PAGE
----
Local government, florida, public policy, city, county, per capita expenditures, policy shift, fiscal stress, great recession, form of government, economic downturn


The length and depth of the Great Recession of 2008 provides an opportunity to examine the policy behavior of local governments unlike any window since the 1930's post Depression era. Utilizing Peterson's (1981) City Limits typology as a framework for local government policy allows for an evaluation of whether or not the economic downturn caused local governments to change their relative expenditures between policy categories. The City Limits typology has been widely used in the literature to explain how expenditures define a local government's role in economic development. The typology has had limited use in a pre-post natural experimental research design to determine if a local government has 'shifted' policy priorities as measured by changes in expenditures among and between policy categories. This research design and the use Peterson's framework combine for a study that has not yet been conducted under similar conditions. Most of the existing literature, including the research from the 1980's, failed to account for inter-state differences that directly affect local government expenditures and policy. Concentrating solely on Florida local governments, this study eliminates the confounding nature of a national study and ensures that the unit of analysis is comparable for research purposes. The study utilizes actual expenditure data for all cities and counties in Florida from FY2006 through FY2011. The research tests for the relationships between changes in policy priorities from pre- to post-recession, and the type of government, form of government, and various socio-economic factors. The research contributes to a new body of knowledge that is just beginning to emerge in the literature about how local governments respond to periods of extreme fiscal stress. The findings suggest that cities and counties had an inverse response from pre- to post-recession with cities shifting toward developmental expenditures and counties prioritizing allocational spending. Differences were also found between forms of government. In addition, the density of population was found to contribute differently to shifts in expenditures for cities and counties. The study identifies emerging patterns that can help local governments understand past behavior and better anticipate future economic downturns.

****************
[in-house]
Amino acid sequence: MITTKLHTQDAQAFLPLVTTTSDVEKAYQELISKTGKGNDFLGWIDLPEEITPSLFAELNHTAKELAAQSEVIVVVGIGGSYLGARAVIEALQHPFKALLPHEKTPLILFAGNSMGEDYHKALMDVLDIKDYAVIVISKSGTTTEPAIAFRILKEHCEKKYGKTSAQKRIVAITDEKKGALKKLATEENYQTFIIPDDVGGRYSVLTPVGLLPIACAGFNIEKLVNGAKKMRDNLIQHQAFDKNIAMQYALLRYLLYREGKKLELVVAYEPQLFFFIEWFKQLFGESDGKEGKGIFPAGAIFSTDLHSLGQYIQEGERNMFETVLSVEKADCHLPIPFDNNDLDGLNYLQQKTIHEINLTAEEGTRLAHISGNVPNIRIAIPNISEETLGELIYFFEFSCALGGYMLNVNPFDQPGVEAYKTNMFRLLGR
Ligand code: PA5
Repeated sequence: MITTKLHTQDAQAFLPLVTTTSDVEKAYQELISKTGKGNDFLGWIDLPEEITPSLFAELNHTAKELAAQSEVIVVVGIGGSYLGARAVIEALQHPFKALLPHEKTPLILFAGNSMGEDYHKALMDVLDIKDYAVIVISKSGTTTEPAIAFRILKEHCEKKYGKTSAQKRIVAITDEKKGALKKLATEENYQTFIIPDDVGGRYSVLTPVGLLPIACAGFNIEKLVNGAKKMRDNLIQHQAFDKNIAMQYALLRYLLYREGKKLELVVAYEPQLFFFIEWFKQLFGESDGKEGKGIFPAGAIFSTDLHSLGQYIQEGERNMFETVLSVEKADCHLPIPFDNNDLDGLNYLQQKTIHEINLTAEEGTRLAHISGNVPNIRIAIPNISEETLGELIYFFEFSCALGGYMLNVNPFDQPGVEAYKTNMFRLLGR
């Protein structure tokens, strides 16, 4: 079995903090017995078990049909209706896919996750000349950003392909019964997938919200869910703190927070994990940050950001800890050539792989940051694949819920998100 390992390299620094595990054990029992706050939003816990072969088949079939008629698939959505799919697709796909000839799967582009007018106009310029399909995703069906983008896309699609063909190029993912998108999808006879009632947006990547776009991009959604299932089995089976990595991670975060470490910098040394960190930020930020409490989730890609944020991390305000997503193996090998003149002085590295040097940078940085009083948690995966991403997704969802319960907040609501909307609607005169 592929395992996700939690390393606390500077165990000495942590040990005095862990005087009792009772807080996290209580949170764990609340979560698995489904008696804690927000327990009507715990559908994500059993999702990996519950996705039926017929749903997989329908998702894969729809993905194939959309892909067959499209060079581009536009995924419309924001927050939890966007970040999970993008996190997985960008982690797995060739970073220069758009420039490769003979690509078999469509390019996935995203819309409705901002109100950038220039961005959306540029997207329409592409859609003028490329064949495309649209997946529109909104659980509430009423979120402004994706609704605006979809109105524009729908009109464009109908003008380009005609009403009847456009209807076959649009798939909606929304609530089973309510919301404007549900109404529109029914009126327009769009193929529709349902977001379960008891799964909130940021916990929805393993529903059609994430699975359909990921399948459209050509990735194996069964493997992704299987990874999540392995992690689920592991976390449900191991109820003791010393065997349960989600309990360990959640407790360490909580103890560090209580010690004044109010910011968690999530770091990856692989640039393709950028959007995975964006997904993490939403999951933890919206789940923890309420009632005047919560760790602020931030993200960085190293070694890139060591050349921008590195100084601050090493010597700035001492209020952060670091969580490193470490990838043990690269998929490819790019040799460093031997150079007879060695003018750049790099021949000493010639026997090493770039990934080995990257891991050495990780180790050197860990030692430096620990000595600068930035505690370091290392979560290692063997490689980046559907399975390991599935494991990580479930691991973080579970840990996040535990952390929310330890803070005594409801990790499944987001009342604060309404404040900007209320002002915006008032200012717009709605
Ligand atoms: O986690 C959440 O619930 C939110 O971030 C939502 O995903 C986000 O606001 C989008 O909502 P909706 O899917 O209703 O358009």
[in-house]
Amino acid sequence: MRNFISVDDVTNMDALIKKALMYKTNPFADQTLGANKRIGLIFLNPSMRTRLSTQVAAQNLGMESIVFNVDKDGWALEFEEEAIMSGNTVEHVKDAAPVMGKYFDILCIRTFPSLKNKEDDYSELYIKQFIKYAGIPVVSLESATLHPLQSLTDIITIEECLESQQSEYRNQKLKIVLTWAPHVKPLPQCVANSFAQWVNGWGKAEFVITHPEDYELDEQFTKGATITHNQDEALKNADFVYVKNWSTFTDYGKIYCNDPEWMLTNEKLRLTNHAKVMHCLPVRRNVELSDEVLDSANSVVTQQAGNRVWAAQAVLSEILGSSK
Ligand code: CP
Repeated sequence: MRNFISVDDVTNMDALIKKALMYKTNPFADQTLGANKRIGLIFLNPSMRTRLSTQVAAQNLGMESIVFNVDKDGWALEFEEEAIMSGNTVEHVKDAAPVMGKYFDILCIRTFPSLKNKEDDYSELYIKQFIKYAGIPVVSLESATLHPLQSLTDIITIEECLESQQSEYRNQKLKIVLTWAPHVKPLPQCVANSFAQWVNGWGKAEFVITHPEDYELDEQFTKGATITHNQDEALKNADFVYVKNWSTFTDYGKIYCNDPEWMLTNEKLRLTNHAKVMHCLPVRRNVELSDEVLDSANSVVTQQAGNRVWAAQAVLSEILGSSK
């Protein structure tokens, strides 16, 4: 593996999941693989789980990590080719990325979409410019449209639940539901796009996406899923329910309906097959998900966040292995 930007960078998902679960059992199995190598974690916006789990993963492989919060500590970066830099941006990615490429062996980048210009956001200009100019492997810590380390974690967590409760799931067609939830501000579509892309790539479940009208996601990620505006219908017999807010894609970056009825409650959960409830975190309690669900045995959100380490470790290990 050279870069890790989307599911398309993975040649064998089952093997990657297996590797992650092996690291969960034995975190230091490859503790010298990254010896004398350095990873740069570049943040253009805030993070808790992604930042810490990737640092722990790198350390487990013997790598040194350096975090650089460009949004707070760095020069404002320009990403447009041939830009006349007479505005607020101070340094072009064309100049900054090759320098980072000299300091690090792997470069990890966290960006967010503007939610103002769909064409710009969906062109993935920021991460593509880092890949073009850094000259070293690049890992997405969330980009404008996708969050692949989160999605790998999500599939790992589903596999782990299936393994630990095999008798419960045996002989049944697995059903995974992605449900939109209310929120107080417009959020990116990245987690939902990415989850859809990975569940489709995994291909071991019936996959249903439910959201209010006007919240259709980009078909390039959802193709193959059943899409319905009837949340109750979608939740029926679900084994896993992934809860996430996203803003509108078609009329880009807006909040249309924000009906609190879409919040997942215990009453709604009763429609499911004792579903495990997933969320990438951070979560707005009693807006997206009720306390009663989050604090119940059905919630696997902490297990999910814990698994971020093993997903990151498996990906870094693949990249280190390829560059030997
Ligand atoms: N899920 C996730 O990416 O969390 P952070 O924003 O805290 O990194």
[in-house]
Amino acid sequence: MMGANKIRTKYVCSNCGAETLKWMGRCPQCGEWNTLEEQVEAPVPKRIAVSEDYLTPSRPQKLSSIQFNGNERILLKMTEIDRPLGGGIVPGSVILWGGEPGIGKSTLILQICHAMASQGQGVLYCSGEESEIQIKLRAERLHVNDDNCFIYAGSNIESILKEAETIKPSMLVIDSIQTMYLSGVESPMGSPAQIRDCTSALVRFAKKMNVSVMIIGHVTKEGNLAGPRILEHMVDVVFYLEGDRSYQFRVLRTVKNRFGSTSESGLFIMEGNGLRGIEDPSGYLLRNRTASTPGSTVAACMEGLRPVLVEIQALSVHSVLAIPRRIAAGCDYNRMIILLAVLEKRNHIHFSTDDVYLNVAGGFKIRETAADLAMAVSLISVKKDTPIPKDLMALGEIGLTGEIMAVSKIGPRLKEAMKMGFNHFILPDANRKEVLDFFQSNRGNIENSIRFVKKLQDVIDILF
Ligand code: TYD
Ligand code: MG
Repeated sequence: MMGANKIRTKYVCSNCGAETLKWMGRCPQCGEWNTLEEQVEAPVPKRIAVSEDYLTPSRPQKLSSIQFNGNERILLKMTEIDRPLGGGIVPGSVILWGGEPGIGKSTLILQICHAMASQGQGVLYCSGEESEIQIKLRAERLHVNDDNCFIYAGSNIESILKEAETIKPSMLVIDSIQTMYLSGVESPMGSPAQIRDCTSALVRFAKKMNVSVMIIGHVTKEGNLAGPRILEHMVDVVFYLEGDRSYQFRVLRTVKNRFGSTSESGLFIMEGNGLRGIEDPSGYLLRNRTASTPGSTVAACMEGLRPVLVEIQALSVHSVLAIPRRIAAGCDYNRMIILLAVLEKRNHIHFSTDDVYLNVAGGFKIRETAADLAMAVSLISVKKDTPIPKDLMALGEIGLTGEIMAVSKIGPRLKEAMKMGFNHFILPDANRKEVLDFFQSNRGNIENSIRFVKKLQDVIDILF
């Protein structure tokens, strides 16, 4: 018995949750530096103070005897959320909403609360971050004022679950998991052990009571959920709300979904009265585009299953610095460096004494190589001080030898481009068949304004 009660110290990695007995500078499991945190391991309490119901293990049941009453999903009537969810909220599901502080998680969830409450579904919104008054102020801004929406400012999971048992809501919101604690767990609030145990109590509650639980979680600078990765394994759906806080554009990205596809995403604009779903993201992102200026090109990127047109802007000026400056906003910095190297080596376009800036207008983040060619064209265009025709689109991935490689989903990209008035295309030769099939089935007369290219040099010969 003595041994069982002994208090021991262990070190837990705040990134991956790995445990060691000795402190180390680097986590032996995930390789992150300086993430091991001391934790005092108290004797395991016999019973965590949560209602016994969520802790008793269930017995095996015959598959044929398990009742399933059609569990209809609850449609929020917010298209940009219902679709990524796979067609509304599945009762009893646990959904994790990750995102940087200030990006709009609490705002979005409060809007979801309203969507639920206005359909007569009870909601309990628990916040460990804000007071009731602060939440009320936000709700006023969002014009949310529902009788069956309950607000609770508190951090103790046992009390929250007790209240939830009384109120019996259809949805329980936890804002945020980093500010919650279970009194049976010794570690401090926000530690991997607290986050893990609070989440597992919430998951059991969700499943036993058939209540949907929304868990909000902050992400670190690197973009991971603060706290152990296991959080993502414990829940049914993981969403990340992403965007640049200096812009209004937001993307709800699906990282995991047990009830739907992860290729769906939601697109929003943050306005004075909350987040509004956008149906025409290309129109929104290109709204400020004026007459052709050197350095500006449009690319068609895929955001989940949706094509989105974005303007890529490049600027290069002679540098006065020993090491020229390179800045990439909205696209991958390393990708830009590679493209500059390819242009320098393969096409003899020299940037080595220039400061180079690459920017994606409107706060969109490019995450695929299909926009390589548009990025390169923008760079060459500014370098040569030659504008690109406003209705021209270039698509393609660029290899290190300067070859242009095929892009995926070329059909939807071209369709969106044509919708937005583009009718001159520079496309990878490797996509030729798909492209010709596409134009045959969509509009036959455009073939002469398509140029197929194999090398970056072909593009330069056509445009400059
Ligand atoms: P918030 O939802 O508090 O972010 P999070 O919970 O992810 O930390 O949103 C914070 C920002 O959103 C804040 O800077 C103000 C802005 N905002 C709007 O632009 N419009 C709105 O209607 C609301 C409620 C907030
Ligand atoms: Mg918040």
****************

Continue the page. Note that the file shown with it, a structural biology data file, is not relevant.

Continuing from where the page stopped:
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Graduation Date





Martin, Lawrence


Doctor of Philosophy (Ph.D.)


College of Health and Public Affairs

Degree Program

Public Affairs; Governance and Policy Research








Release Date

December 2015

Length of Campus-only Access


Access Status

Doctoral Dissertation (Open Access)


Dissertations, Academic -- Health and Public Affairs; Health and Public Affairs -- Dissertations, Academic